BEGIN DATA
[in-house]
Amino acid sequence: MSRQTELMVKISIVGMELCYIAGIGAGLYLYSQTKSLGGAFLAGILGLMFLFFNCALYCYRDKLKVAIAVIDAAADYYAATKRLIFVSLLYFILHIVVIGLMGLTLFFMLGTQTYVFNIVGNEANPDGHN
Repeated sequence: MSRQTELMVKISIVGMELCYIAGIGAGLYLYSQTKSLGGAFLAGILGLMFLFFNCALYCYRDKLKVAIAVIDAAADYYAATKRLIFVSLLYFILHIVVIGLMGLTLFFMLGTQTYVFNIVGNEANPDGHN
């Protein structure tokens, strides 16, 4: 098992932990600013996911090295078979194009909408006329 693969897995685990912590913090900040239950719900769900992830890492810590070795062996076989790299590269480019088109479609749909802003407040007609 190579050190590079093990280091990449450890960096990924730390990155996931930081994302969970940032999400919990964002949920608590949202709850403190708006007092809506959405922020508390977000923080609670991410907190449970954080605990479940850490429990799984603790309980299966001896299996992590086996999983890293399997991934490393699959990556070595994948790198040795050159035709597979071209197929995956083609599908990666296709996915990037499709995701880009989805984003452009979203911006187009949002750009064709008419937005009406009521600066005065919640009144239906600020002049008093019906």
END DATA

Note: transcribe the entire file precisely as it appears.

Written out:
[in-house]
Amino acid sequence: MSRQTELMVKISIVGMELCYIAGIGAGLYLYSQTKSLGGAFLAGILGLMFLFFNCALYCYRDKLKVAIAVIDAAADYYAATKRLIFVSLLYFILHIVVIGLMGLTLFFMLGTQTYVFNIVGNEANPDGHN
Repeated sequence: MSRQTELMVKISIVGMELCYIAGIGAGLYLYSQTKSLGGAFLAGILGLMFLFFNCALYCYRDKLKVAIAVIDAAADYYAATKRLIFVSLLYFILHIVVIGLMGLTLFFMLGTQTYVFNIVGNEANPDGHN
């Protein structure tokens, strides 16, 4: 098992932990600013996911090295078979194009909408006329 693969897995685990912590913090900040239950719900769900992830890492810590070795062996076989790299590269480019088109479609749909802003407040007609 190579050190590079093990280091990449450890960096990924730390990155996931930081994302969970940032999400919990964002949920608590949202709850403190708006007092809506959405922020508390977000923080609670991410907190449970954080605990479940850490429990799984603790309980299966001896299996992590086996999983890293399997991934490393699959990556070595994948790198040795050159035709597979071209197929995956083609599908990666296709996915990037499709995701880009989805984003452009979203911006187009949002750009064709008419937005009406009521600066005065919640009144239906600020002049008093019906």